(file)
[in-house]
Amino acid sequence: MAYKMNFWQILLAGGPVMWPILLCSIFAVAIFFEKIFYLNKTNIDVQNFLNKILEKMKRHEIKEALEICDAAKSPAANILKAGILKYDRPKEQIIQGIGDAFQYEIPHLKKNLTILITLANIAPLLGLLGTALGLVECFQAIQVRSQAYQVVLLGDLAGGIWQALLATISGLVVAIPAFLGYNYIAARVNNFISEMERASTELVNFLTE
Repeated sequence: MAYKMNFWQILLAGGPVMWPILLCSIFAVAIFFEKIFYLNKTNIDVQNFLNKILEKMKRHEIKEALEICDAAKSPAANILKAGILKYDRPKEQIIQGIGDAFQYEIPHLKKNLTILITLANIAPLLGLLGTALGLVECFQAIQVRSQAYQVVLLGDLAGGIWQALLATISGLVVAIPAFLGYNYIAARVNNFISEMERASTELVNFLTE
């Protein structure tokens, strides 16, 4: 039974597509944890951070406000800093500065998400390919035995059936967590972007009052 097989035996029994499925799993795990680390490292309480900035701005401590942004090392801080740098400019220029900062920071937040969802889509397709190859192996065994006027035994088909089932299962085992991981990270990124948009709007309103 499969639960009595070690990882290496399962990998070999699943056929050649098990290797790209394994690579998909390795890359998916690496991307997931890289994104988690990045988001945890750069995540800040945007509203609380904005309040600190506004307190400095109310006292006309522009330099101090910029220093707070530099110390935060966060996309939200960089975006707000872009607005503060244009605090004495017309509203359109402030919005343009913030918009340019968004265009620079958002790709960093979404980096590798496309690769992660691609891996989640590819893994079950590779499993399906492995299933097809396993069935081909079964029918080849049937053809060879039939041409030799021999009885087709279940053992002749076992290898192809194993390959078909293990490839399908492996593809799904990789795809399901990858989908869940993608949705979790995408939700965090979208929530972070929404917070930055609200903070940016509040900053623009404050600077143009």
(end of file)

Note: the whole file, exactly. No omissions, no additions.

[in-house]
Amino acid sequence: MAYKMNFWQILLAGGPVMWPILLCSIFAVAIFFEKIFYLNKTNIDVQNFLNKILEKMKRHEIKEALEICDAAKSPAANILKAGILKYDRPKEQIIQGIGDAFQYEIPHLKKNLTILITLANIAPLLGLLGTALGLVECFQAIQVRSQAYQVVLLGDLAGGIWQALLATISGLVVAIPAFLGYNYIAARVNNFISEMERASTELVNFLTE
Repeated sequence: MAYKMNFWQILLAGGPVMWPILLCSIFAVAIFFEKIFYLNKTNIDVQNFLNKILEKMKRHEIKEALEICDAAKSPAANILKAGILKYDRPKEQIIQGIGDAFQYEIPHLKKNLTILITLANIAPLLGLLGTALGLVECFQAIQVRSQAYQVVLLGDLAGGIWQALLATISGLVVAIPAFLGYNYIAARVNNFISEMERASTELVNFLTE
């Protein structure tokens, strides 16, 4: 039974597509944890951070406000800093500065998400390919035995059936967590972007009052 097989035996029994499925799993795990680390490292309480900035701005401590942004090392801080740098400019220029900062920071937040969802889509397709190859192996065994006027035994088909089932299962085992991981990270990124948009709007309103 499969639960009595070690990882290496399962990998070999699943056929050649098990290797790209394994690579998909390795890359998916690496991307997931890289994104988690990045988001945890750069995540800040945007509203609380904005309040600190506004307190400095109310006292006309522009330099101090910029220093707070530099110390935060966060996309939200960089975006707000872009607005503060244009605090004495017309509203359109402030919005343009913030918009340019968004265009620079958002790709960093979404980096590798496309690769992660691609891996989640590819893994079950590779499993399906492995299933097809396993069935081909079964029918080849049937053809060879039939041409030799021999009885087709279940053992002749076992290898192809194993390959078909293990490839399908492996593809799904990789795809399901990858989908869940993608949705979790995408939700965090979208929530972070929404917070930055609200903070940016509040900053623009404050600077143009």